Editor’s note: These stories are the first in an occasional series titled “Where Are They Now?” The stories will look back at the careers of former high-profile members of the business community and answer the question “Where are they now?”
The atmosphere inside a now-closed restaurant in Hillcrest drips with nostaglia. Its owner, George Pernicano, collects a half-century’s worth of memories and quickly brings his self-named eatery back to life.
“We used to stand here,” he says, motioning toward the banks of the pizzeria’s ovens, “and toss dough to one another.
“I’d be out by one of the tables,” he adds, pointing to the rows of empty wooden benches that overflowed with patrons in from the early 1950s until Pernicano closed his restaurant in 1985. “And they’d toss me the dough. Sometimes I’d catch it, but sometimes I’d miss, and it would spill all the drinks on the table. So I’d just buy them another round.”
Those must have been grand days for the people who knew San Diego’s First Man of Pizza. Pernicano’s was the place to bring the family for a big night on the town. And if you wanted to make it a really special night, you’d head next door to his upscale restaurant, Casa de Baffi , Home of the Handlebar.
Pernicano still sports his trademark handlebar mustache; in fact, the door handles to the restaurant are fashioned just like it. And Casa de Baffi was San Diego’s place to be seen.
Raised In The Kitchen
Born in Punxsutawney, Pa., into an Italian family of 11 boys and one girl, they soon moved to Detroit. George, who joined the Army Air Corps during World War II, enjoyed being around the kitchen at an early age.
“I was the baker,” said Pernicano, who will turn 82 in June. “I learned how to make the dough. My mom taught me, and I learned it all by hand.”
Upon his return home from the service, he told his father he was going to California to open a restaurant. He flew to San Diego with his wife Isabel and twin baby sons in August 1946 and opened his first restaurant inside the 20 Club, on the corner opposite where his future restaurant would be built.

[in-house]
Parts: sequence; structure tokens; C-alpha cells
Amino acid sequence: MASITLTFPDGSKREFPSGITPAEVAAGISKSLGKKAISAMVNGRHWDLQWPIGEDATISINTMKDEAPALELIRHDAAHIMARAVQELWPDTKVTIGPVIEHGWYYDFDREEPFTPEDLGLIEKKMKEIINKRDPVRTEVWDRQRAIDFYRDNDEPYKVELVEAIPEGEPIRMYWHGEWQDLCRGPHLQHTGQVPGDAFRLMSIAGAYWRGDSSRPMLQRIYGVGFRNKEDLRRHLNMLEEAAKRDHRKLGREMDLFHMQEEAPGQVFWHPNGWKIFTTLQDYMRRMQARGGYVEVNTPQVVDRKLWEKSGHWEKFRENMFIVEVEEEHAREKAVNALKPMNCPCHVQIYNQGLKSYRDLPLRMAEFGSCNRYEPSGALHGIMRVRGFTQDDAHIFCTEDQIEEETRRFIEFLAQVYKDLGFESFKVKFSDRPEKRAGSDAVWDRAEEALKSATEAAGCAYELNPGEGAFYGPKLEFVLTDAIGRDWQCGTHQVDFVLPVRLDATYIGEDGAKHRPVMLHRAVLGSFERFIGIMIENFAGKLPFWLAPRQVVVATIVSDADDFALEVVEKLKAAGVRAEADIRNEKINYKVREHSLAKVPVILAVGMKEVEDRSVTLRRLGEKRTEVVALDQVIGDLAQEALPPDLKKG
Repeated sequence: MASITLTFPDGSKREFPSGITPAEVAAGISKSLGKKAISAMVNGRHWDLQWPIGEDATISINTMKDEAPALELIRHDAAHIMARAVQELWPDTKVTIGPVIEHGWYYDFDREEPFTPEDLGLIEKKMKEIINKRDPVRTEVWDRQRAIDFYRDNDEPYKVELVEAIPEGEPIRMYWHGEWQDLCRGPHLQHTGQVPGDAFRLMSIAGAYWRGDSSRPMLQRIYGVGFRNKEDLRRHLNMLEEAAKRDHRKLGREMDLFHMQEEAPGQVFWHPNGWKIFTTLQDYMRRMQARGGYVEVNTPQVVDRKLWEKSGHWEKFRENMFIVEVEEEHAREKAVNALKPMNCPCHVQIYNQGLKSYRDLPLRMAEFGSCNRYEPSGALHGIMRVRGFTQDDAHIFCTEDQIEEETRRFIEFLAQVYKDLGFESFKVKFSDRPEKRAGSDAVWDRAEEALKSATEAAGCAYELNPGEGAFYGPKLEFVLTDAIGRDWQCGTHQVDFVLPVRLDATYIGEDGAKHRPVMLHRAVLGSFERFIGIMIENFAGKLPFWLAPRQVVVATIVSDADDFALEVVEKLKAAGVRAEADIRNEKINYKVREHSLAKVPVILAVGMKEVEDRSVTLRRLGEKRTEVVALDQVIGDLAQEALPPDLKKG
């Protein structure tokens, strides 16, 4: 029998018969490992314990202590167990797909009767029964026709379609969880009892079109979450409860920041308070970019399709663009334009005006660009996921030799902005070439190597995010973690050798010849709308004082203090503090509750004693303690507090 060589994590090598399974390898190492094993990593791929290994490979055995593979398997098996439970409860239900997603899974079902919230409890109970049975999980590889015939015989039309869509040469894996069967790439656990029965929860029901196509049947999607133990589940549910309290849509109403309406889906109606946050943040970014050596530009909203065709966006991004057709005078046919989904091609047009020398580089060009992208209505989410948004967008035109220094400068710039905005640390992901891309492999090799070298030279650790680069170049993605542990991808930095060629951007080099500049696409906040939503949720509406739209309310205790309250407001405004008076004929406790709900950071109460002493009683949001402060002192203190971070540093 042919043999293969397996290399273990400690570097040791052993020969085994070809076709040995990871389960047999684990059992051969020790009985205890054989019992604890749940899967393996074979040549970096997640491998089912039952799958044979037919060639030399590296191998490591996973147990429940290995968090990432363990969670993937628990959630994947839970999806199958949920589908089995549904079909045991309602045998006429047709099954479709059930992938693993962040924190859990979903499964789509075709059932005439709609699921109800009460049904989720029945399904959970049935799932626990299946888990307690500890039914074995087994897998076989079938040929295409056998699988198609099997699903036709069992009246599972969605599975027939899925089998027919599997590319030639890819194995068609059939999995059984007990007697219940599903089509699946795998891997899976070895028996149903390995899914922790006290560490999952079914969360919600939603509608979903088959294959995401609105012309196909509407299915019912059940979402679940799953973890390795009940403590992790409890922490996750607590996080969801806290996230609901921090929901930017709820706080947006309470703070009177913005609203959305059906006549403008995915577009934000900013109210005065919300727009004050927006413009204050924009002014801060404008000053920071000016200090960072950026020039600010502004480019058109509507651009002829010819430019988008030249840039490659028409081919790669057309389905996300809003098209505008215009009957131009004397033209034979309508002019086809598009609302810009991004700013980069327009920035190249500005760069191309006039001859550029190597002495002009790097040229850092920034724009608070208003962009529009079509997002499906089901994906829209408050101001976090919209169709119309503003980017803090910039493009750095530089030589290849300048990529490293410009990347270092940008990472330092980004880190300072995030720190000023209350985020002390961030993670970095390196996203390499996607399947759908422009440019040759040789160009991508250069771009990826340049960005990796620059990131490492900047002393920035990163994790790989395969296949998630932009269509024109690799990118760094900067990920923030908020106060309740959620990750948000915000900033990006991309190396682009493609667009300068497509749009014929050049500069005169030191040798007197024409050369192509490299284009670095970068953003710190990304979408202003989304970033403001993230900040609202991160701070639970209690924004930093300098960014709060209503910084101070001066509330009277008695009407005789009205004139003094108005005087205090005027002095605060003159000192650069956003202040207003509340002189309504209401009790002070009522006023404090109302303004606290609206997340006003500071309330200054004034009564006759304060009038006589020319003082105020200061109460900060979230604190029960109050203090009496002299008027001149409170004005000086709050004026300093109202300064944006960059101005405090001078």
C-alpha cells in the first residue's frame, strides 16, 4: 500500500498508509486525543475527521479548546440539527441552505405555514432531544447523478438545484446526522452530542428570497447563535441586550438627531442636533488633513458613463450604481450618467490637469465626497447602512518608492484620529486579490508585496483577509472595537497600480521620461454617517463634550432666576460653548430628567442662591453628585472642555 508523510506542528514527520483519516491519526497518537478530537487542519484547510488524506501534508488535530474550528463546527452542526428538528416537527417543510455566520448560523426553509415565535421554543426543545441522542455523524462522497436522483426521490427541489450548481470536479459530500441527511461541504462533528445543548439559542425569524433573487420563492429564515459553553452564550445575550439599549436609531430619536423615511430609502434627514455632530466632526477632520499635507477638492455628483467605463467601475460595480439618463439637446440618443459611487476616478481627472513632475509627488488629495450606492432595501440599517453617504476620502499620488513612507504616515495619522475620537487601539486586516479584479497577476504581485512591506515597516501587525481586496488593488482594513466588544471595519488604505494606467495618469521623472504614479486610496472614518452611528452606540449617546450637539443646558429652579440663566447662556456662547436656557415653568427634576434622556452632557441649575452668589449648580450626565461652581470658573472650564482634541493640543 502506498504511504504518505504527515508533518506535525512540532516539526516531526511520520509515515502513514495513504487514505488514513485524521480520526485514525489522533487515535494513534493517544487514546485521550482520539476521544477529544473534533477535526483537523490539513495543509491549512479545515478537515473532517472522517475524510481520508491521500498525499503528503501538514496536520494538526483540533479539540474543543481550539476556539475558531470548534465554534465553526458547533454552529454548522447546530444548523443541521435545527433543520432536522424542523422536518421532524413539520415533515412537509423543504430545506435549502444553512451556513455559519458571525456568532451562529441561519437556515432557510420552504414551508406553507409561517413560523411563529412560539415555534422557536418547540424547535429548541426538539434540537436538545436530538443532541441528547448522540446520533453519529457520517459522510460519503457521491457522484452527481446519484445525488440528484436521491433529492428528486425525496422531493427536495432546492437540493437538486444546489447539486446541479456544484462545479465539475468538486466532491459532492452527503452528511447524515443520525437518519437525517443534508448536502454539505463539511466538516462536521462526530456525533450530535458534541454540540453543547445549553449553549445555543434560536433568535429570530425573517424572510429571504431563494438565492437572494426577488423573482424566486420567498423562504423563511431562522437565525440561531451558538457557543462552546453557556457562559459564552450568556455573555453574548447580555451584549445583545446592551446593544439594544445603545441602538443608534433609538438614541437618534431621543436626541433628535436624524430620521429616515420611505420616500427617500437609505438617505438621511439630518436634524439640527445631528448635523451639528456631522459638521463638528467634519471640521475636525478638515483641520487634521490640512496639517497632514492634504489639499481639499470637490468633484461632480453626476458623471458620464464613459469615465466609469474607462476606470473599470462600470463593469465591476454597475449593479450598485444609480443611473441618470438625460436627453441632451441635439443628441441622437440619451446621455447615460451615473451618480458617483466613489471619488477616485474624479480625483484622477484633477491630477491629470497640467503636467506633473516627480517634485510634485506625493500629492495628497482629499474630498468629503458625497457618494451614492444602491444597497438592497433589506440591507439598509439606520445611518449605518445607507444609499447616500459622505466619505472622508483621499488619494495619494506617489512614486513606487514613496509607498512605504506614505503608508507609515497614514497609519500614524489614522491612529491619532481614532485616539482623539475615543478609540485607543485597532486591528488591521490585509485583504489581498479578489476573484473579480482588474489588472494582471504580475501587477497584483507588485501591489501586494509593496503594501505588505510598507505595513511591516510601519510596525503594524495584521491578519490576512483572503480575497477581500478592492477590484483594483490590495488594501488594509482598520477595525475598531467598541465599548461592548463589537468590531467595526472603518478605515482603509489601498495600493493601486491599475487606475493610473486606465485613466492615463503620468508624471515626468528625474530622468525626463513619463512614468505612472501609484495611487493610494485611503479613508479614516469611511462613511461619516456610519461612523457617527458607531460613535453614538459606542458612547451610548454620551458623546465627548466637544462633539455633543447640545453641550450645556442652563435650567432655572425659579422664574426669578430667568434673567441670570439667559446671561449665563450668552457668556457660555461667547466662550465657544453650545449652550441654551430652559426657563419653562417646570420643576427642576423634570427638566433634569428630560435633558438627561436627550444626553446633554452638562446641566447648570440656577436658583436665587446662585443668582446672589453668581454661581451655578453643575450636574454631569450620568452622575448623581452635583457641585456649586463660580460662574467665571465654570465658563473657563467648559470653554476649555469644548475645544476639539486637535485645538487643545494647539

“I would give away the pizza at first,” he said. “No one here knew what it was. I had to do a lot of explaining.”
The next year he bought Duffy’s, a Hillcrest beer and wine bar, and opened his first full-fledged restaurant. He also was buying up other nearby properties. In 1949, he started construction on Pernicano’s.
“I was 31, 32 years old, and in 1949 I built that building,” he said, adding that he contracted with local construction legend Bruce Hazard and Melhorn Construction. “I built it with a basement. It’s the only restaurant with a basement in California. We moved in New Year’s Eve of 1949-50.”
A Chain Of Restaurants
Pernicano along with his brothers established restaurants stretching from East County to Oceanside. Four still remain, in El Cajon, La Jolla, Lakeside and Scripps Ranch. Pernicano’s sons, Larry and Gary, own two of the restaurants. His business flourished, and he hosted some of San Diego’s most influential residents and visitors.
“All the movie stars used to come in,” he said. “We’d close down at 2 a.m. and open up for people like (big band leader) Jimmy Dorsey and his crew. Rudy Vallee would come in; his wife used to smoke cigars in there.”
“There were all these people at the meeting when Barron Hilton was seeking partners,” he said. “The only ones who came in with any money were Jim Copley from Copley Press, John Mabee from Big Bear markets, and George Pernicano, a little pizza man.”
Pernicano bought into the Chargers about the same time he opened Casa de Baffi. While the restaurant is now closed, Pernicano still remains a part owner of the Chargers.
“I haven’t missed a game since 1961,” he said, adding he travels to all away games, including this season’s preseason trip to Australia.
His restaurants in Hillcrest, however, didn’t last quite as long. Though a frequent visitor to the restaurants at University and 6th avenues, there was a simple explanation for closing the local landmark.
“My chef retired,” he simply said. “I just closed the doors. A lot of people want to lease it, and some want to buy it and make it a parking lot. I won’t do it; this place is made for entertainment.”
Restaurants remain a passion to this day, but football is his first love.
“Money’s not important; it won’t buy health or happiness,” he said. “I travel all the time with football. Football is what’s kept me going. It’s good to be around young people.”